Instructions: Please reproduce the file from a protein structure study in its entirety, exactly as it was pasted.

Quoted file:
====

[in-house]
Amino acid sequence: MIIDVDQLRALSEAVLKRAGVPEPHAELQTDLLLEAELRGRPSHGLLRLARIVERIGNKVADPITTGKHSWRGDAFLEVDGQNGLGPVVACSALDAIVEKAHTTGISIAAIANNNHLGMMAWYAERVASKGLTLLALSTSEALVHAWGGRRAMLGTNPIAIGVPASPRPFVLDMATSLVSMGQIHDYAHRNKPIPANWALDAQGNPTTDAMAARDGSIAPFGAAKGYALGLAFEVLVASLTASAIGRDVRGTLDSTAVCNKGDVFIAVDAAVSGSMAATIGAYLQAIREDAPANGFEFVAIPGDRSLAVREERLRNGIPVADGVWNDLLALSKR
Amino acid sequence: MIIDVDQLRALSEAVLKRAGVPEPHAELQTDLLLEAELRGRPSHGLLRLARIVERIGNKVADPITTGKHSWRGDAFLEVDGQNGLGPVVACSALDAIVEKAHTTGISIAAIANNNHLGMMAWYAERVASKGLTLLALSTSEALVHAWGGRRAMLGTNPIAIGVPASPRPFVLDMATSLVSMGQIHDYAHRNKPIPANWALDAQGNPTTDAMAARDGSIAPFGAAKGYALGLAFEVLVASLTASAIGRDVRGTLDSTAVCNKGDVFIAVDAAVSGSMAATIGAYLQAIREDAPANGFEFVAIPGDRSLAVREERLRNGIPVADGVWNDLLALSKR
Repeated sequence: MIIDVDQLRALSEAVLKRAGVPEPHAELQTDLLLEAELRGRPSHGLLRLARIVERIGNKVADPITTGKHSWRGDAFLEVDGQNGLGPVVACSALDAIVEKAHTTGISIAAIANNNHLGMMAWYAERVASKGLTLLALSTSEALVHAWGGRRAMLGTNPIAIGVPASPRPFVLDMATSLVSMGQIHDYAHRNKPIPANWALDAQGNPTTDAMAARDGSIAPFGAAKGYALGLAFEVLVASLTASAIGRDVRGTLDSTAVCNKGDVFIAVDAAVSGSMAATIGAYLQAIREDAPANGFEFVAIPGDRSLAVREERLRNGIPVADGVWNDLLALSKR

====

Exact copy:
[in-house]
Amino acid sequence: MIIDVDQLRALSEAVLKRAGVPEPHAELQTDLLLEAELRGRPSHGLLRLARIVERIGNKVADPITTGKHSWRGDAFLEVDGQNGLGPVVACSALDAIVEKAHTTGISIAAIANNNHLGMMAWYAERVASKGLTLLALSTSEALVHAWGGRRAMLGTNPIAIGVPASPRPFVLDMATSLVSMGQIHDYAHRNKPIPANWALDAQGNPTTDAMAARDGSIAPFGAAKGYALGLAFEVLVASLTASAIGRDVRGTLDSTAVCNKGDVFIAVDAAVSGSMAATIGAYLQAIREDAPANGFEFVAIPGDRSLAVREERLRNGIPVADGVWNDLLALSKR
Amino acid sequence: MIIDVDQLRALSEAVLKRAGVPEPHAELQTDLLLEAELRGRPSHGLLRLARIVERIGNKVADPITTGKHSWRGDAFLEVDGQNGLGPVVACSALDAIVEKAHTTGISIAAIANNNHLGMMAWYAERVASKGLTLLALSTSEALVHAWGGRRAMLGTNPIAIGVPASPRPFVLDMATSLVSMGQIHDYAHRNKPIPANWALDAQGNPTTDAMAARDGSIAPFGAAKGYALGLAFEVLVASLTASAIGRDVRGTLDSTAVCNKGDVFIAVDAAVSGSMAATIGAYLQAIREDAPANGFEFVAIPGDRSLAVREERLRNGIPVADGVWNDLLALSKR
Repeated sequence: MIIDVDQLRALSEAVLKRAGVPEPHAELQTDLLLEAELRGRPSHGLLRLARIVERIGNKVADPITTGKHSWRGDAFLEVDGQNGLGPVVACSALDAIVEKAHTTGISIAAIANNNHLGMMAWYAERVASKGLTLLALSTSEALVHAWGGRRAMLGTNPIAIGVPASPRPFVLDMATSLVSMGQIHDYAHRNKPIPANWALDAQGNPTTDAMAARDGSIAPFGAAKGYALGLAFEVLVASLTASAIGRDVRGTLDSTAVCNKGDVFIAVDAAVSGSMAATIGAYLQAIREDAPANGFEFVAIPGDRSLAVREERLRNGIPVADGVWNDLLALSKR